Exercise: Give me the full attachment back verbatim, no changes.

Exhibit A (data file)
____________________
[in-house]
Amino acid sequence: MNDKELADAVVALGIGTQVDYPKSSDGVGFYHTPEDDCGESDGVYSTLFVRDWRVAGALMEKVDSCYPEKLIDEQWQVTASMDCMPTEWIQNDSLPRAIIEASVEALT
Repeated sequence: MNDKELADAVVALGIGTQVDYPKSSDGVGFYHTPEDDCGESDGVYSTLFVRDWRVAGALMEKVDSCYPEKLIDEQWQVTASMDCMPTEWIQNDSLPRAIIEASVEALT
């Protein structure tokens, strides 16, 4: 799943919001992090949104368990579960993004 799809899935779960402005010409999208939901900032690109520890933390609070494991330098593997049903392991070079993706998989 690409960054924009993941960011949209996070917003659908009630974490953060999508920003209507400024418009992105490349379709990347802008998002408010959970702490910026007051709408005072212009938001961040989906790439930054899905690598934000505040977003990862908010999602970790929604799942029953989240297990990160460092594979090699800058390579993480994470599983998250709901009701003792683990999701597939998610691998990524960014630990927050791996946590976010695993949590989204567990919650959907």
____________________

[in-house]
Amino acid sequence: MNDKELADAVVALGIGTQVDYPKSSDGVGFYHTPEDDCGESDGVYSTLFVRDWRVAGALMEKVDSCYPEKLIDEQWQVTASMDCMPTEWIQNDSLPRAIIEASVEALT
Repeated sequence: MNDKELADAVVALGIGTQVDYPKSSDGVGFYHTPEDDCGESDGVYSTLFVRDWRVAGALMEKVDSCYPEKLIDEQWQVTASMDCMPTEWIQNDSLPRAIIEASVEALT
């Protein structure tokens, strides 16, 4: 799943919001992090949104368990579960993004 799809899935779960402005010409999208939901900032690109520890933390609070494991330098593997049903392991070079993706998989 690409960054924009993941960011949209996070917003659908009630974490953060999508920003209507400024418009992105490349379709990347802008998002408010959970702490910026007051709408005072212009938001961040989906790439930054899905690598934000505040977003990862908010999602970790929604799942029953989240297990990160460092594979090699800058390579993480994470599983998250709901009701003792683990999701597939998610691998990524960014630990927050791996946590976010695993949590989204567990919650959907």